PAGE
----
Kunsthalle Wien Presents Vanity Fashion / Photography from the F.C. Gundlach Collection

Kunsthalle Wien presents Vanity Fashion / Photography from the F.C. Gundlach Collection in an exhibition on view through April 01st, 2012.

Exhibition view Vanity Fashion/Photography from the F.C. Gundlach Collection, Photographer Rüdiger Ettl: F.C. Gundlach, Vor der Cheopspyramide, Karin Mossberg und Micky Zenati, Gizeh 1966© Kunsthalle Wien 2011.

Fashion is a manifestation of ideals of beauty and social change, an expressive play between belonging and distinction, communication and trend. Its only constant factor is permanent change. In the sphere of beautiful appearances fashion/photography works in a both anticipatory and historicizing way: it reflects the change it creates.

As part of the Kunsthalle Wien’s special photography program, the exhibition Vanity, which presents about two hundred selected works from the F.C. Gundlach Collection (Hamburg), explores the subject of fashion and photography. F.C. Gundlach, who was born in Heinebach, Hesse in 1926, was a legendary fashion photographer himself who produced 180 covers and 5,500 pages for the editorial section of the magazine Brigitte alone. The gallery owner, collector, curator, and founder regards fashion photography as the most unequivocal indicator of social contexts: “Fashion photographs are always interpretations, results from a miseenscène. They reflect and visualize the day’s zeitgeist and anticipate that of tomorrow.”

Dating from the late 1920s to the present, the photographs shown in the exhibition Vanity confront us with staged images of clothing fashion. Great gestures and glamorous ideals are the concern of artists from George Hoyningen Huene and Irving Penn to Richard Avedon and William Klein. Next to famous photographs for Vogue and Harper’s Bazaar by Horst P. Horst, Erwin Blumenfeld, and others, the show centers on pictures of costumes by Cecil Beaton and F.C. Gundlach’s presentations of Pop and Op Art fashion. Taking these approaches as a starting point, the exhibition proceeds to highlight formal aspects of composition tending toward graphic abstraction (Imre von Santho), painting (Sarah Moon and Lillian Bassman), or sculpture (George Hurrell and Regina Relang). Again and again, the visualization of glamour, elegance, and femininity in the form of fashion photographs reveals the influence of contemporary art movements and classicist vocabulary. While dresses are the center of attention in fashion photographs until the 1960s, young photographers such as Guy Bourdin and Helmut Newton answer with conceptual strategies of mystification and detached irony from the 1970s on. The most recent works in the exhibition playfully relate to the object character of their subjects, which may have become unwearable like the dress made from stuffed animals Armin Morbach confronts us with, or turn the extravagant rendering of ephemeral clothes into a mannerist postmodern quotation (Kristian Schuller). Five artistic positions underpin the credo of the intertextual nature of photography behind the F.C. Gundlach collection and subtly undermine the fashion industry’s self understanding: among them Wols’s with dramatic renderings of mannequins at the Paris World Fair of 1937, Leon Levinstein’s with street photography works shot in New York and San Francisco between 1955 and 1975, and Edgar Leciejewski’s with a series of pictures of people taken from Google Street View, which take a stand on the issue of individuality and the public sphere in the era of the Internet and social networks. Ultimately, fashion photography, as a medium of the selfrepresentation of society, reveals the shift of cultural interest from products to brands, images, and events. Considering the popularity of fashion blogs and live streams, the importance of magazines, the epitome of the twentiethcentury communication medium for fashion, seems to be on the wane. The musealized form of fashion photography becomes evident as medium of memory, which creates fashion as myth.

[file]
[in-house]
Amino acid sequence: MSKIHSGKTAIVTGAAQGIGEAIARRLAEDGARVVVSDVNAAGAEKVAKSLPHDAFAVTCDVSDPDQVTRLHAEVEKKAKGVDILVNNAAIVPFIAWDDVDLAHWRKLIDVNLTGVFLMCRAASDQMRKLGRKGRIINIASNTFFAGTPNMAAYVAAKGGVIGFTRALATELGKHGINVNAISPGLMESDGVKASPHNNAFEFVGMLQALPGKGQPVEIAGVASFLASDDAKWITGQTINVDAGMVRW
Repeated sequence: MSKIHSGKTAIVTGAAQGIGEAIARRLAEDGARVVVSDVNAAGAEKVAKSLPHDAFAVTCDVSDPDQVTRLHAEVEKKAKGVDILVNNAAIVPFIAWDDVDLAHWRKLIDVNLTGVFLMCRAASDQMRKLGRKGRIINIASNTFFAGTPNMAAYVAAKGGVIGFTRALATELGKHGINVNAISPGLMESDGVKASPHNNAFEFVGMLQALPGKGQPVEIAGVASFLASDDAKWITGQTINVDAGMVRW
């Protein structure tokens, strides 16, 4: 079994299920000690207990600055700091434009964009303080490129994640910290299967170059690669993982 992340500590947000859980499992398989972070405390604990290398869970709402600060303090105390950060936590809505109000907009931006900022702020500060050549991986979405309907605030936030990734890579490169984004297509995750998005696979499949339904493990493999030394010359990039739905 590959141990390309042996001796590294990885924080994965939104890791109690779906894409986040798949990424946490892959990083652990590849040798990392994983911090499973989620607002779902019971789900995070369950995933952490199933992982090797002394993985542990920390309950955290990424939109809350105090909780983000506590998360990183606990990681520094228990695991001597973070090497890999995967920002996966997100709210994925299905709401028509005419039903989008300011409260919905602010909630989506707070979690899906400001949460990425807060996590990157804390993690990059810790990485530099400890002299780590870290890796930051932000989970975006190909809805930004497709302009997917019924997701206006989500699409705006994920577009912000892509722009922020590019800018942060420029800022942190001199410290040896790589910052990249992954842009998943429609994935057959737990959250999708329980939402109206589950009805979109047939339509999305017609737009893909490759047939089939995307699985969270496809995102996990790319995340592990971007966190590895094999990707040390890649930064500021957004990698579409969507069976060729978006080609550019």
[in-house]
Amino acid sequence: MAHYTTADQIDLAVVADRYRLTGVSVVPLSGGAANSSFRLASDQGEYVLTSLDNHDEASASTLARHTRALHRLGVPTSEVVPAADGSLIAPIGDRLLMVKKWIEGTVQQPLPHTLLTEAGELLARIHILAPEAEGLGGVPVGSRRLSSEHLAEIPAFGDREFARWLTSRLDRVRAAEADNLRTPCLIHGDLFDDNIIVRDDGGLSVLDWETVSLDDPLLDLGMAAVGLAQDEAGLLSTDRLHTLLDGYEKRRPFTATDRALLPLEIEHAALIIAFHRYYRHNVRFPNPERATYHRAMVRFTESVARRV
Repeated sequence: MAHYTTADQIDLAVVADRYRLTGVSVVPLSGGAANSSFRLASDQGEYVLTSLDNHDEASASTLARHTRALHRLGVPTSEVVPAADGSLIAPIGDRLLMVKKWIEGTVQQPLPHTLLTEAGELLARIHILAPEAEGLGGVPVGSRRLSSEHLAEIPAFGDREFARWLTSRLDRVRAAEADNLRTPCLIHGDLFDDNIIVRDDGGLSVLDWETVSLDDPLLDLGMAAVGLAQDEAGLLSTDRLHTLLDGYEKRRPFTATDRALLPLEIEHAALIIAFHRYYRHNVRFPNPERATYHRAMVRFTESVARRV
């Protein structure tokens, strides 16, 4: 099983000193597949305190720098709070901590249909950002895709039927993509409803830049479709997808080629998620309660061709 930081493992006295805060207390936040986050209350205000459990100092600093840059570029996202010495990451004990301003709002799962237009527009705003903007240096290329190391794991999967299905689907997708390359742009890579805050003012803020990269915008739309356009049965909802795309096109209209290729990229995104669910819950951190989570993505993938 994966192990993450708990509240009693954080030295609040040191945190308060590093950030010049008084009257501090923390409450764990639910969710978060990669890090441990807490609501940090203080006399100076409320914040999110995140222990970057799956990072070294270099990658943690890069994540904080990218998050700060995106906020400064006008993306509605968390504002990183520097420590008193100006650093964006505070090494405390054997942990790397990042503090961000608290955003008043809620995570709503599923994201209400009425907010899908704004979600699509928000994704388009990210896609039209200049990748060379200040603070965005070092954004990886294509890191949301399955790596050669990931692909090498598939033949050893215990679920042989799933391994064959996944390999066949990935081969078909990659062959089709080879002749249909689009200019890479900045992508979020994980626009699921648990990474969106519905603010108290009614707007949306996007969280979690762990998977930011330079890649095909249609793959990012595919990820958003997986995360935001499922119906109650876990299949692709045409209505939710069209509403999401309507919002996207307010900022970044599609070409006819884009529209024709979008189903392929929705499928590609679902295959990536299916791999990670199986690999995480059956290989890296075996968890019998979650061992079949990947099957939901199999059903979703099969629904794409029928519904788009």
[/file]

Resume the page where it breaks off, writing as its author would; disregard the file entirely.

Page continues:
With works by Richard Avedon, Lillian Bassman, Cecil Beaton, Sibylle Bergemann, Erwin Blumenfeld, Guy Bourdin, Louise DahlWolfe, Hubs Flöter, Ralph Gibson, F.C. Gundlach, George HoyningenHuene, Horst P. Horst, George Hurrell, William Klein, Nick Knight, David Lachapelle, Edgar Leciejewski, Zoe Leonard, Leon Levinstein, Peter Lindbergh, Gjon Mili, Sarah Moon, Armin Morbach, Helmut Newton, Irving Penn, Regina Relang, Kristian Schuller, Melvin Sokolsky, Deborah Turbeville, Yva, Imre von Santho, Wols.

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